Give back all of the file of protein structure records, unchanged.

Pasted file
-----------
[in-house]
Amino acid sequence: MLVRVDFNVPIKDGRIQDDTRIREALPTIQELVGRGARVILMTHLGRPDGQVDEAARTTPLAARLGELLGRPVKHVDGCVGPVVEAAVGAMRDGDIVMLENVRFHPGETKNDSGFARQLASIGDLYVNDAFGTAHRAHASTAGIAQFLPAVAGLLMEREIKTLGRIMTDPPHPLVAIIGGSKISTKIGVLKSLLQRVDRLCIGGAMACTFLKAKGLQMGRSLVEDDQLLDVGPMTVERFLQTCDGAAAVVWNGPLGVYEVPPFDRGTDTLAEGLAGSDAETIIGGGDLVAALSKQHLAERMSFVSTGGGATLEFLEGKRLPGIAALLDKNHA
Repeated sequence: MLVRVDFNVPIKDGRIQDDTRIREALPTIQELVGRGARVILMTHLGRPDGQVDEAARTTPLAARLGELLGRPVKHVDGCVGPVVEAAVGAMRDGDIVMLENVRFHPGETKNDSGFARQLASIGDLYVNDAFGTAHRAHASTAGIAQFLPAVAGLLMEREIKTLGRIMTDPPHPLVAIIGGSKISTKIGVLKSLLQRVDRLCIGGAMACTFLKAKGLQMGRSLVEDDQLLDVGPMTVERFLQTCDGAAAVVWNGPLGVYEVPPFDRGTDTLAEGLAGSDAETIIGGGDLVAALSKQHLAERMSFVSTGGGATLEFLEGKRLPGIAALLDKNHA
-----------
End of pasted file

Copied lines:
[in-house]
Amino acid sequence: MLVRVDFNVPIKDGRIQDDTRIREALPTIQELVGRGARVILMTHLGRPDGQVDEAARTTPLAARLGELLGRPVKHVDGCVGPVVEAAVGAMRDGDIVMLENVRFHPGETKNDSGFARQLASIGDLYVNDAFGTAHRAHASTAGIAQFLPAVAGLLMEREIKTLGRIMTDPPHPLVAIIGGSKISTKIGVLKSLLQRVDRLCIGGAMACTFLKAKGLQMGRSLVEDDQLLDVGPMTVERFLQTCDGAAAVVWNGPLGVYEVPPFDRGTDTLAEGLAGSDAETIIGGGDLVAALSKQHLAERMSFVSTGGGATLEFLEGKRLPGIAALLDKNHA
Repeated sequence: MLVRVDFNVPIKDGRIQDDTRIREALPTIQELVGRGARVILMTHLGRPDGQVDEAARTTPLAARLGELLGRPVKHVDGCVGPVVEAAVGAMRDGDIVMLENVRFHPGETKNDSGFARQLASIGDLYVNDAFGTAHRAHASTAGIAQFLPAVAGLLMEREIKTLGRIMTDPPHPLVAIIGGSKISTKIGVLKSLLQRVDRLCIGGAMACTFLKAKGLQMGRSLVEDDQLLDVGPMTVERFLQTCDGAAAVVWNGPLGVYEVPPFDRGTDTLAEGLAGSDAETIIGGGDLVAALSKQHLAERMSFVSTGGGATLEFLEGKRLPGIAALLDKNHA